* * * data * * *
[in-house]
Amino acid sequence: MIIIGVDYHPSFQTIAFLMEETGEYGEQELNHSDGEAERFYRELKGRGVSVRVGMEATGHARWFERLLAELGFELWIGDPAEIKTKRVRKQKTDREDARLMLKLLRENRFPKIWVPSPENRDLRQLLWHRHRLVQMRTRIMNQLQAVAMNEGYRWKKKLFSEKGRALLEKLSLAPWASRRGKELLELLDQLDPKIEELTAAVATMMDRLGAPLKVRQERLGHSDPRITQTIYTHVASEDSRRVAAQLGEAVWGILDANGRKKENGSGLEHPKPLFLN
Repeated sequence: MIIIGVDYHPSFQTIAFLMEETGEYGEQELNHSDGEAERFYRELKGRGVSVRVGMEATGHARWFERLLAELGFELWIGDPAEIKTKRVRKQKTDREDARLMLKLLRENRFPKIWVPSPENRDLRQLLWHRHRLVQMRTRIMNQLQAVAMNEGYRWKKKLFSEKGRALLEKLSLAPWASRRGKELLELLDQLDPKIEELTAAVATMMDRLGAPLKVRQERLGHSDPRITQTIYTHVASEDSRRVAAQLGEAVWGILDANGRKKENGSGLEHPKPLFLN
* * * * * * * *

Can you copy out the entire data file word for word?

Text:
[in-house]
Amino acid sequence: MIIIGVDYHPSFQTIAFLMEETGEYGEQELNHSDGEAERFYRELKGRGVSVRVGMEATGHARWFERLLAELGFELWIGDPAEIKTKRVRKQKTDREDARLMLKLLRENRFPKIWVPSPENRDLRQLLWHRHRLVQMRTRIMNQLQAVAMNEGYRWKKKLFSEKGRALLEKLSLAPWASRRGKELLELLDQLDPKIEELTAAVATMMDRLGAPLKVRQERLGHSDPRITQTIYTHVASEDSRRVAAQLGEAVWGILDANGRKKENGSGLEHPKPLFLN
Repeated sequence: MIIIGVDYHPSFQTIAFLMEETGEYGEQELNHSDGEAERFYRELKGRGVSVRVGMEATGHARWFERLLAELGFELWIGDPAEIKTKRVRKQKTDREDARLMLKLLRENRFPKIWVPSPENRDLRQLLWHRHRLVQMRTRIMNQLQAVAMNEGYRWKKKLFSEKGRALLEKLSLAPWASRRGKELLELLDQLDPKIEELTAAVATMMDRLGAPLKVRQERLGHSDPRITQTIYTHVASEDSRRVAAQLGEAVWGILDANGRKKENGSGLEHPKPLFLN